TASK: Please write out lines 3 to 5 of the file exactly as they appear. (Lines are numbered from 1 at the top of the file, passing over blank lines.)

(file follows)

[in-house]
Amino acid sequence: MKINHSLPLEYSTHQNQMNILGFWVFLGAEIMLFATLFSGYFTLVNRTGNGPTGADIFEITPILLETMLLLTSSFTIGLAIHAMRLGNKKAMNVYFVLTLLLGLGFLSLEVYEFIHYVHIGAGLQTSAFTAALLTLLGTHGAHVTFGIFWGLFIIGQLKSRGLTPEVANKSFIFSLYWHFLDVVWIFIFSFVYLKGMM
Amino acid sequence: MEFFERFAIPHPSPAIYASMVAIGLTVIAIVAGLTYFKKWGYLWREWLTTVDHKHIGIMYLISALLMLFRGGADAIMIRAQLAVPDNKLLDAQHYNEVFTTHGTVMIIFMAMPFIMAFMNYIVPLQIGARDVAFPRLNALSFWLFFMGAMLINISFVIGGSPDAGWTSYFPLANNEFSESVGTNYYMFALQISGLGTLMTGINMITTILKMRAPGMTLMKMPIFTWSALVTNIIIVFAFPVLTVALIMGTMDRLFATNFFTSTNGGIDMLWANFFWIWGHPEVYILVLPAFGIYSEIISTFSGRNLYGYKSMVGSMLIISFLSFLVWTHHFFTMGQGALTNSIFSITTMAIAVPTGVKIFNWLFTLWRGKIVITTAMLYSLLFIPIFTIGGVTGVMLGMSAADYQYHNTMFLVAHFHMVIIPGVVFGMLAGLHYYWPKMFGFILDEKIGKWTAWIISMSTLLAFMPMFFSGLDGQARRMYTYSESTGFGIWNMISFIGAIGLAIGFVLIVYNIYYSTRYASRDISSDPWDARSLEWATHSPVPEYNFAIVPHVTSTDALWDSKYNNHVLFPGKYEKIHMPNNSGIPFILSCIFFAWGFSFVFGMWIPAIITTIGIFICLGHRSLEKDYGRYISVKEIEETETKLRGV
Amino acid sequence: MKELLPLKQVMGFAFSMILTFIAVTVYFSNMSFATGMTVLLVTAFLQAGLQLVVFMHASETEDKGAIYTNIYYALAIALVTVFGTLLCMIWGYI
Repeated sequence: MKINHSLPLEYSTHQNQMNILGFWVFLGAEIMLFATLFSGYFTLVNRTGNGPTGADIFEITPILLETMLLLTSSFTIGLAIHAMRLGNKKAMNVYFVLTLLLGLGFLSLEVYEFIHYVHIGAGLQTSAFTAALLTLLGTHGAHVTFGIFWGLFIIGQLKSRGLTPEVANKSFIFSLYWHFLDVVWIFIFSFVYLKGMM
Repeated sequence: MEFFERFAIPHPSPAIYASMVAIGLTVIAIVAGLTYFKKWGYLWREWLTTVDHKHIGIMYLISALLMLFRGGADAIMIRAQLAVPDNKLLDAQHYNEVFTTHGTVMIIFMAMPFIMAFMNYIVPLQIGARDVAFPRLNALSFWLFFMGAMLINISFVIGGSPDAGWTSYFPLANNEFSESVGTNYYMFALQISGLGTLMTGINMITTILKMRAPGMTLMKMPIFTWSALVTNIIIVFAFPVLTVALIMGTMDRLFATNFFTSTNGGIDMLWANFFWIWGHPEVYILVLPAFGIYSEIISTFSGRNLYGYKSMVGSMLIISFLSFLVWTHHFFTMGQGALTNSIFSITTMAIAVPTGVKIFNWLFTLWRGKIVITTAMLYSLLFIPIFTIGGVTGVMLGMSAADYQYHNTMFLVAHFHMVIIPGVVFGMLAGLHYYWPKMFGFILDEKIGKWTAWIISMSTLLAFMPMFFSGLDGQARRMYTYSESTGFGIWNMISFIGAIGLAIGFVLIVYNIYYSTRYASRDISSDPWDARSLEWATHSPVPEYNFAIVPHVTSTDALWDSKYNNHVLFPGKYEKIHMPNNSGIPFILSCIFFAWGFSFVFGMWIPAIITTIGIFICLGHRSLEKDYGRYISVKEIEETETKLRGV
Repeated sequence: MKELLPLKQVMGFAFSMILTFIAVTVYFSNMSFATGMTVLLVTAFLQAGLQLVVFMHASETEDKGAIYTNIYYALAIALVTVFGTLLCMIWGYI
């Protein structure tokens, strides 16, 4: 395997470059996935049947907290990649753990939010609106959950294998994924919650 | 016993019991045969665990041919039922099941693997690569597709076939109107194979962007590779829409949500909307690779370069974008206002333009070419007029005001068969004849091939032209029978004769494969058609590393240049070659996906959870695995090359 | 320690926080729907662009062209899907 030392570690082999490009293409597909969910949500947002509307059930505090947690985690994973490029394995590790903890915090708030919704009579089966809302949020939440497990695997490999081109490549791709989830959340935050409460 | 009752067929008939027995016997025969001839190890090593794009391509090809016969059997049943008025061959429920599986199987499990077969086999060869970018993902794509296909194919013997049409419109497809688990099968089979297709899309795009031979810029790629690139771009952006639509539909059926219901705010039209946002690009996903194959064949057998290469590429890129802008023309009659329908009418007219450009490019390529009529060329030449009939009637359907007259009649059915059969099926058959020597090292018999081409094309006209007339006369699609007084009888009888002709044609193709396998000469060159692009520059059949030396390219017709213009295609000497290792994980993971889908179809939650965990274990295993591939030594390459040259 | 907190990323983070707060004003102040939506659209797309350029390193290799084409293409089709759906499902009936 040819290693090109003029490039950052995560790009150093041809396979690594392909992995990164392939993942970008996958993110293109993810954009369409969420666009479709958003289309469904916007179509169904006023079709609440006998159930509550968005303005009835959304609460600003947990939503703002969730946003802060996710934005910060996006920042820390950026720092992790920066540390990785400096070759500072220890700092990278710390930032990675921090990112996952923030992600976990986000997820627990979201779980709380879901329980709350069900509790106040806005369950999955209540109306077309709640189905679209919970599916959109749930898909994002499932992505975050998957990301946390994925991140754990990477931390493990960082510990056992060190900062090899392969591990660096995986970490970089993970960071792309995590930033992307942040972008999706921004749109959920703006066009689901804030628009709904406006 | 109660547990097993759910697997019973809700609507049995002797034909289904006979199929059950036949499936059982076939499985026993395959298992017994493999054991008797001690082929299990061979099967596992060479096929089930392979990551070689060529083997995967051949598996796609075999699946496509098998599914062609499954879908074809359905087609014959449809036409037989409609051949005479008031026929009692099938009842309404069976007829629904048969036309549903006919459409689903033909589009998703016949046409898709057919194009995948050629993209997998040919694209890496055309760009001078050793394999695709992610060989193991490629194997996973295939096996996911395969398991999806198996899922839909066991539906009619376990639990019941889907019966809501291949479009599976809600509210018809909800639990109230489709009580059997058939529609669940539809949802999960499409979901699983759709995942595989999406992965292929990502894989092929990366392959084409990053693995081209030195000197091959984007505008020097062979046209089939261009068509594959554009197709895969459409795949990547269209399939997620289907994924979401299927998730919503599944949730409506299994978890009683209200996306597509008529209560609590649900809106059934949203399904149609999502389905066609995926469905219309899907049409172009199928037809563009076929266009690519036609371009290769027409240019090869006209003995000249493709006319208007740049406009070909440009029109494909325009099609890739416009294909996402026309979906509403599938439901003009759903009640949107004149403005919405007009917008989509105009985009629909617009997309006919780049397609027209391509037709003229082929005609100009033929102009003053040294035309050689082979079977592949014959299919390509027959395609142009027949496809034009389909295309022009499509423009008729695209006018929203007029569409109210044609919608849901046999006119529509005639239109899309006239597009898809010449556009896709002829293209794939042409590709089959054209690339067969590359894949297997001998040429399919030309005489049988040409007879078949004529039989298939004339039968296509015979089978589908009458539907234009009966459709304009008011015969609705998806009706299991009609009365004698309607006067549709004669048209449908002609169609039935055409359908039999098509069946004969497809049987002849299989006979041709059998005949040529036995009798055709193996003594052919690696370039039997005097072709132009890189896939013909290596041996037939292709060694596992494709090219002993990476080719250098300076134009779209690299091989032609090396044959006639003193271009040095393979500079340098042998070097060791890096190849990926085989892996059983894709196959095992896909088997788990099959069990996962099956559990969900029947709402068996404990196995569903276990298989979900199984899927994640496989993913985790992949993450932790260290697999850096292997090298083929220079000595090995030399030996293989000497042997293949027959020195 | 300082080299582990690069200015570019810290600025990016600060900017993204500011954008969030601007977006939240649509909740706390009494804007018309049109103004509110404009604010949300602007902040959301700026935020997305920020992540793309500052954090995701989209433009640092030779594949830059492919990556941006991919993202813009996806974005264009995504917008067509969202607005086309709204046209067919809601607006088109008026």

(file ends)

Amino acid sequence: MEFFERFAIPHPSPAIYASMVAIGLTVIAIVAGLTYFKKWGYLWREWLTTVDHKHIGIMYLISALLMLFRGGADAIMIRAQLAVPDNKLLDAQHYNEVFTTHGTVMIIFMAMPFIMAFMNYIVPLQIGARDVAFPRLNALSFWLFFMGAMLINISFVIGGSPDAGWTSYFPLANNEFSESVGTNYYMFALQISGLGTLMTGINMITTILKMRAPGMTLMKMPIFTWSALVTNIIIVFAFPVLTVALIMGTMDRLFATNFFTSTNGGIDMLWANFFWIWGHPEVYILVLPAFGIYSEIISTFSGRNLYGYKSMVGSMLIISFLSFLVWTHHFFTMGQGALTNSIFSITTMAIAVPTGVKIFNWLFTLWRGKIVITTAMLYSLLFIPIFTIGGVTGVMLGMSAADYQYHNTMFLVAHFHMVIIPGVVFGMLAGLHYYWPKMFGFILDEKIGKWTAWIISMSTLLAFMPMFFSGLDGQARRMYTYSESTGFGIWNMISFIGAIGLAIGFVLIVYNIYYSTRYASRDISSDPWDARSLEWATHSPVPEYNFAIVPHVTSTDALWDSKYNNHVLFPGKYEKIHMPNNSGIPFILSCIFFAWGFSFVFGMWIPAIITTIGIFICLGHRSLEKDYGRYISVKEIEETETKLRGV
Amino acid sequence: MKELLPLKQVMGFAFSMILTFIAVTVYFSNMSFATGMTVLLVTAFLQAGLQLVVFMHASETEDKGAIYTNIYYALAIALVTVFGTLLCMIWGYI
Repeated sequence: MKINHSLPLEYSTHQNQMNILGFWVFLGAEIMLFATLFSGYFTLVNRTGNGPTGADIFEITPILLETMLLLTSSFTIGLAIHAMRLGNKKAMNVYFVLTLLLGLGFLSLEVYEFIHYVHIGAGLQTSAFTAALLTLLGTHGAHVTFGIFWGLFIIGQLKSRGLTPEVANKSFIFSLYWHFLDVVWIFIFSFVYLKGMM